Help ISAR to amend dozens of inadequate laws purporting to prohibit retail sales of certain companion animals.

In our blog of May 14, 2014, we wrote the following:

As recipients of ISAR’s E-Newsletter/Blog know, we’re probably alone in seeking to prohibit retail sales of companion animals.

ISAR applauds the City of Chicago for taking what we consider to be not the last word on the subject, but rather a desirable way-station on the road to ban all retail sales. In this regard, please note that the Chicago ordinance still allows sales by kennels. ISAR opposes this breeder exception. Note also that if allowed “sales” from other entities named in Section 4-384-015(b) are in reality adoptions, we are in agreement.

Among the responses to that portion of our E-Newsletter/Blog was this polite but uninformed email from an animal protection activist: “I don’t think ISAR’s analysis is correct. There is no exemption for breeders — when the Chicago statutes refer to ‘kennels’ they are referring to any government operated facility, e.g. ‘pound.’ No government entity will be in the business of breeding animals ….”

Sadly, the drafters of the ordinance have made it easy for those like the activist to misunderstand the importance of the law. Please note these three points:

(1) Section (b) specifies five exemptions from the ordinance’s requirements, of which a kennel is one;

(2) According to Webster’s New World Dictionary of the American Language, the primary definition of “kennel” is “a place where dogs are bred or kept,” (our emphasis), meaning, as we said, that use of the word “kennel” in the ordinance acts to create an exemption that can be read to gut the entire ordinance; and

(3) The ordinance’s words “state or federal government” are intended to, and do, plainly refer not to kennels, but rather to the words that precede “state or local government,” namely “pound or training facility operated by any subdivision of local. . . .”

As we said in our previous E-Newsletter/Blog, “ISAR opposes this breeder exception.” Because that’s how we read the ordinance and, if we’re correct, the breeder exception guts the ordinance.

Because other jurisdictions have enacted similar ordinances, and doubtless some other jurisdictions soon will, we’ve decided to widen our commentary.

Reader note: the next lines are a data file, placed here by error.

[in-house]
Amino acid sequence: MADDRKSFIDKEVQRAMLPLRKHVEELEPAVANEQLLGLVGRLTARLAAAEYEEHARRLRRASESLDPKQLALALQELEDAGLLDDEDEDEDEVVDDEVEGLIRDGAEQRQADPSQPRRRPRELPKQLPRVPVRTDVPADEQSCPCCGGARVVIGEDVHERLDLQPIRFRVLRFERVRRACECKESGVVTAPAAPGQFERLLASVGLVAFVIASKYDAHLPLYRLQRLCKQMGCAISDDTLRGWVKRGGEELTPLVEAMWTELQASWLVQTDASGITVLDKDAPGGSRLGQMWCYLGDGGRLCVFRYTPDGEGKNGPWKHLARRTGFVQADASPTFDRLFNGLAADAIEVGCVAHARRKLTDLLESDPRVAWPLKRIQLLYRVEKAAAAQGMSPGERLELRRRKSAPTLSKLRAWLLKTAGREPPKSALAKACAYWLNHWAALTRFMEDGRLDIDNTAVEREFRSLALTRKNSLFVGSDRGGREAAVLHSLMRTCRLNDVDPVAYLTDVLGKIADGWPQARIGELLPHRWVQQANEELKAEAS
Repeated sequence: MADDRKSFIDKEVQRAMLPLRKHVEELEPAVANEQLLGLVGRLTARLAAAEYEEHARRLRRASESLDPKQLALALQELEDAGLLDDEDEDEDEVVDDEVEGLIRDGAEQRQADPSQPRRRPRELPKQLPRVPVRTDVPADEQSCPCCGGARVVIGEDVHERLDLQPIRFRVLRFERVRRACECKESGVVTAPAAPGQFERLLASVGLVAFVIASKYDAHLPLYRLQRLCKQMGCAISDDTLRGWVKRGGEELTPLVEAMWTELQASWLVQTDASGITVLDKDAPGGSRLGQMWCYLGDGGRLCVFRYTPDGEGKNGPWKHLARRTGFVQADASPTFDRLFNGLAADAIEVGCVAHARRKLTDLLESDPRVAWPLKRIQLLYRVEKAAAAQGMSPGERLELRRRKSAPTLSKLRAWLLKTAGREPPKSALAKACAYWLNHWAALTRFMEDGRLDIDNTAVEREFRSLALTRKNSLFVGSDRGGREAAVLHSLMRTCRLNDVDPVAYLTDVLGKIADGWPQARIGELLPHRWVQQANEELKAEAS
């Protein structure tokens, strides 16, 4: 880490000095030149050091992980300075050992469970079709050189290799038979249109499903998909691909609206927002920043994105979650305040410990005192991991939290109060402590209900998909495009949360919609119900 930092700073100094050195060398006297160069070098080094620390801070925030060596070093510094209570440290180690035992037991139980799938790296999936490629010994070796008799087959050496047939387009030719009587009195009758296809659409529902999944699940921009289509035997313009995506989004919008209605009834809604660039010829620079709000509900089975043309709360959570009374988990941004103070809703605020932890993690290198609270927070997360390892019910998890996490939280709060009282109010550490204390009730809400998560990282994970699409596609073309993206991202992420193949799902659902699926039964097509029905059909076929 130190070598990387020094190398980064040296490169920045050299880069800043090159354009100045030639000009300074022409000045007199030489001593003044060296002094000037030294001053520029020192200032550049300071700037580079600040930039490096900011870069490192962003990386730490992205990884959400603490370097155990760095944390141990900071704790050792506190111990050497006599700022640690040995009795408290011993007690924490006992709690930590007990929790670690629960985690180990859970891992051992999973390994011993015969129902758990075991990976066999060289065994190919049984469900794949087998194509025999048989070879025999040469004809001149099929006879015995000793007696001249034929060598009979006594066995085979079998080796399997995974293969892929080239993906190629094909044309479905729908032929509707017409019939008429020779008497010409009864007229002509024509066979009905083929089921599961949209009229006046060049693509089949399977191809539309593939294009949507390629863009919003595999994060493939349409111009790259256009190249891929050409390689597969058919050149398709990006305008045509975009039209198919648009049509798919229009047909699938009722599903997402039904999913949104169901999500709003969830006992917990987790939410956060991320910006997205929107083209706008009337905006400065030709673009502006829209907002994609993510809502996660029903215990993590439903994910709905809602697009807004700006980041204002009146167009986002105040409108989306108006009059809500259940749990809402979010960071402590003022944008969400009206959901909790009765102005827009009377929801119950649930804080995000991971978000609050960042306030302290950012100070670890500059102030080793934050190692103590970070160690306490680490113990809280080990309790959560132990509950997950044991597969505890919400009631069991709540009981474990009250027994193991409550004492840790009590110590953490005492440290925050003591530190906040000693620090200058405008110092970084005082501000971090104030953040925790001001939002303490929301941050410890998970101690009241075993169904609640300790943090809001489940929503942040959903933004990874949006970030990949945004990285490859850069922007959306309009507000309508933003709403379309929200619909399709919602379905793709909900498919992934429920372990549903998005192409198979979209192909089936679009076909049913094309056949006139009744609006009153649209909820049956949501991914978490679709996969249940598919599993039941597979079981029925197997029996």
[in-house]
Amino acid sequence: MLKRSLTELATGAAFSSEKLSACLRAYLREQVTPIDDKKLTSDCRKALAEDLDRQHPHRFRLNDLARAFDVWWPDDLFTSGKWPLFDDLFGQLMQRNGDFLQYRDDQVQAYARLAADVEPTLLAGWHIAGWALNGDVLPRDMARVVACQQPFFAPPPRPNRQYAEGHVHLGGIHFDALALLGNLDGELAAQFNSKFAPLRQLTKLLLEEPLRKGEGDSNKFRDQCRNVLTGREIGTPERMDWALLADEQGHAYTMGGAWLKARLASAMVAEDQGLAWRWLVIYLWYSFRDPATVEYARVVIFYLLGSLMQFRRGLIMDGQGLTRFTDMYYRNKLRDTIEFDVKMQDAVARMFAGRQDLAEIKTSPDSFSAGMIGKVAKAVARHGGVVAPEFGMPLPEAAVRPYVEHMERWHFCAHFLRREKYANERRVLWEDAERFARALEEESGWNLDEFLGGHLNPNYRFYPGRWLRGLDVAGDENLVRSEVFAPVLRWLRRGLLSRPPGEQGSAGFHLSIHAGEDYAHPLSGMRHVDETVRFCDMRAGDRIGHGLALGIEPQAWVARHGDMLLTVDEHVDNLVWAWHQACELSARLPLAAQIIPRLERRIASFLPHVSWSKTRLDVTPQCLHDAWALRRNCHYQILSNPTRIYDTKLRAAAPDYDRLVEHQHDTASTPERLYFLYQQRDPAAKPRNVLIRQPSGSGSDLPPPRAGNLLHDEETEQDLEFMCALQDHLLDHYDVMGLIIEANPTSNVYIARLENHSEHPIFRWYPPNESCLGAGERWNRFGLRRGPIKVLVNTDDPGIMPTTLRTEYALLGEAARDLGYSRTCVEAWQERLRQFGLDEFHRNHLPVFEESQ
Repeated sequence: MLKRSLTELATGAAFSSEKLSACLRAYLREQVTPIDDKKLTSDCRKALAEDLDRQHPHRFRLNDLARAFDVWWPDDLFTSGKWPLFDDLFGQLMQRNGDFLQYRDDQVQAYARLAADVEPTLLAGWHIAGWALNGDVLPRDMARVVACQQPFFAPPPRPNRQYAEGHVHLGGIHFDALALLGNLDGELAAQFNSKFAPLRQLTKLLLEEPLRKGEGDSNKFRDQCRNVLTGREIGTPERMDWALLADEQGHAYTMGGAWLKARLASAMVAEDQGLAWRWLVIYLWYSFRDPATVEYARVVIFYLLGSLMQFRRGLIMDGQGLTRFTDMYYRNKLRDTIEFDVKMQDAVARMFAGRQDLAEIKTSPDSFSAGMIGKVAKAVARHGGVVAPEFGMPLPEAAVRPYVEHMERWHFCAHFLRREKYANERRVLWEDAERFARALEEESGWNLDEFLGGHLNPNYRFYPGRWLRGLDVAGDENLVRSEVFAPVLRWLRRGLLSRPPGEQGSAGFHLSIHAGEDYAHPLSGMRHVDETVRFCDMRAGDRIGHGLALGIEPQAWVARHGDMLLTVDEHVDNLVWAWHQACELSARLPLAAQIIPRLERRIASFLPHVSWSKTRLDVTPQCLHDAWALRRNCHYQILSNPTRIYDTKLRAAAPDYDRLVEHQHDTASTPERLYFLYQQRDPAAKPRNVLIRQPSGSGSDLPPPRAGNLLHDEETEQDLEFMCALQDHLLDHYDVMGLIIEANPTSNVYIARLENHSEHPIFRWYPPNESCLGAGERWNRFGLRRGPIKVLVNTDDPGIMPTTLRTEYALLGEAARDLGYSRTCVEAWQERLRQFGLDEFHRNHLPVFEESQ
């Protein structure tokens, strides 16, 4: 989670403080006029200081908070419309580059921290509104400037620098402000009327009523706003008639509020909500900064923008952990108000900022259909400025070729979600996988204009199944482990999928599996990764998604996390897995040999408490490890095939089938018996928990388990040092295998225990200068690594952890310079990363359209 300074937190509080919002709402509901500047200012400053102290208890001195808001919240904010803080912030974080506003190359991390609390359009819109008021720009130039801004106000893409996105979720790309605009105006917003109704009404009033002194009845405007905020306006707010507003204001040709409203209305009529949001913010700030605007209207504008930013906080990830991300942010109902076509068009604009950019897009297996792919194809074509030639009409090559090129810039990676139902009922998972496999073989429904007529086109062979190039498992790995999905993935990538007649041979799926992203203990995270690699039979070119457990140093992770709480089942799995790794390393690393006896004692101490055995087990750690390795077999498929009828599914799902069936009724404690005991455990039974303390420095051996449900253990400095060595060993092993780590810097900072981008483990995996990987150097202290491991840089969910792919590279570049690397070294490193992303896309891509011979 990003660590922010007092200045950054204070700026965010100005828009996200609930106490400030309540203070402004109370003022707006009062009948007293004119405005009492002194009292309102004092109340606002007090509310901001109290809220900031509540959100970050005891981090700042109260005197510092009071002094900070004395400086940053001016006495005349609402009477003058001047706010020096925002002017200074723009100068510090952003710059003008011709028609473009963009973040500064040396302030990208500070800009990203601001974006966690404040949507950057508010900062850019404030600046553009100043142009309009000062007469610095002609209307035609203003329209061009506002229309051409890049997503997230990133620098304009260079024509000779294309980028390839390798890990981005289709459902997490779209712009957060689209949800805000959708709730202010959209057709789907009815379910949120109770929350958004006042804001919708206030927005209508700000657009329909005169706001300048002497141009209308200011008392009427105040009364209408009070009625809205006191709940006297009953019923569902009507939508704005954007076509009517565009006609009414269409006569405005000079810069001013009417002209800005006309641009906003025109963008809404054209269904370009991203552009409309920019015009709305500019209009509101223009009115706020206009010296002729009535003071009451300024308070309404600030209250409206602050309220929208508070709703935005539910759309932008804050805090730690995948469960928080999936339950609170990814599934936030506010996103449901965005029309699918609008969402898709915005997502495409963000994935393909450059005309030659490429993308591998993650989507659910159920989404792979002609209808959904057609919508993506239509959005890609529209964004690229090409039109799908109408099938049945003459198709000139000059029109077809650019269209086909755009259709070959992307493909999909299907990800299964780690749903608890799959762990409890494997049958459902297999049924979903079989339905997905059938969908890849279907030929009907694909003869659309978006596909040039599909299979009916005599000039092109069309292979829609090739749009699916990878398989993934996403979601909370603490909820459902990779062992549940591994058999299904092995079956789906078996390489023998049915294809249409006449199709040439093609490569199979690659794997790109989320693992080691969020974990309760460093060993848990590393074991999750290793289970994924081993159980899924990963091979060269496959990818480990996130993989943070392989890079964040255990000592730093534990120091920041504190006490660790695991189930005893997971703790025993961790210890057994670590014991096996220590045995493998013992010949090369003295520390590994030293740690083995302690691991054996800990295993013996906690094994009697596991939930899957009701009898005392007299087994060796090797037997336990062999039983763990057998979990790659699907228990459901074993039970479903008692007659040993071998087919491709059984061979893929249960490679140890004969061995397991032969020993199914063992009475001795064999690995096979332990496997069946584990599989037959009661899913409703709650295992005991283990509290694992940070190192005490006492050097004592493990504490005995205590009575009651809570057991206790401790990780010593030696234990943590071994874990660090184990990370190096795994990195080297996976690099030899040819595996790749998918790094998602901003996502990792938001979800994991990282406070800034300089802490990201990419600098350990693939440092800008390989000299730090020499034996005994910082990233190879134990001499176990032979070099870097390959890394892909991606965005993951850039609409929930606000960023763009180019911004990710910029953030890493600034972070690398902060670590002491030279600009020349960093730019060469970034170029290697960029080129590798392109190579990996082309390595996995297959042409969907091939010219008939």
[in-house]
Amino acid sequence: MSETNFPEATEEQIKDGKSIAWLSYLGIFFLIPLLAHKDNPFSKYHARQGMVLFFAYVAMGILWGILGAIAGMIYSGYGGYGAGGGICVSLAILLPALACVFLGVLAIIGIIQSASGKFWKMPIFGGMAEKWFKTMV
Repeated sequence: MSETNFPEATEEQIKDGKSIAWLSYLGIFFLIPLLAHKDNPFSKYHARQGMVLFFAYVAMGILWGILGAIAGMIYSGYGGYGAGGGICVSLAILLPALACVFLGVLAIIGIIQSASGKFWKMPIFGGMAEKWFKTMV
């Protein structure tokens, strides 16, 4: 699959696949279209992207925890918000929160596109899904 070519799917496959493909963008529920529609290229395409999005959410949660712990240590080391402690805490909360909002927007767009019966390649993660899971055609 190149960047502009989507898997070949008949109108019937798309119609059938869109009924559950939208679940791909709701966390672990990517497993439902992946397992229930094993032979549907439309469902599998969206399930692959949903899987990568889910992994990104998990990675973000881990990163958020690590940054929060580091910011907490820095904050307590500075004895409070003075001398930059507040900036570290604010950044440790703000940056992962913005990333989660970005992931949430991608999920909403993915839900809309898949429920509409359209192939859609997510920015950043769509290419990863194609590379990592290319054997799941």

Best Friends Animal Society has posted a list of jurisdictions, domestic and foreign (Canada), which have laws similar to Chicago.

Unfortunately, many of them suffer from some of the problems we’ve mentioned in our Model Statute. For example, the West Hollywood ordinance is a boilerplate law used as a template by other jurisdictions. Among the problems with it, and all the other jurisdictions that have used it, is that:

    • Its Findings note with approval other statutes which regulate, but do not prohibit.
    • It approves in principle the breeding of cats and dogs so long as certain regulatory requirements are met.
    • It’s prohibition extends only to “pet stores,” but not to any other commercial retail seller of dogs and cats.
    • The ordinance’s prohibition addresses sales within West Hollywood, but does not bar sales from elsewhere which end up in that city, such as via the Internet.
    • An exemption guts the entire ordinance, which does not apply to, “1. A person or establishment that sells, delivers, offers for sale, barters, auctions, gives away, or otherwise transfers or disposes of only animals that were bred and reared on the premises of the person or establishment.” This paragraph guts the entire ordinance.

As to this exemption, in our Model Statute we noted that:

It is bad enough that its core prohibition expressly applies only to pet stores, thus making the law inapplicable to every other commercial retail source of dogs and cats. It is far worse that the exemption contained in this paragraph can legitimately be read to expressly allow puppy farms and kitten factories to continue to operate. It is beyond irony that the ordinance affects only pet stores, but not far worse offenders.

Although in fairness, it has to be recognized that this boilerplate ordinance/statute is apparently well-intentioned — though not nearly adequate to narrow, let alone shut down, the pipeline from companion animal mills to local retail commercial sellers — the law is simply not enough to achieve that goal.

ISAR commends our Model Statute Prohibiting Commercial Retail Sales of Dogs and Cats to the attention of those who would like to work with us in shutting down that pipeline.

One way is to amend the dozens of laws that are now on the books in this country and Canada.

Please contact ISAR to learn how you can help us prohibit retail sales of certain companion animals.


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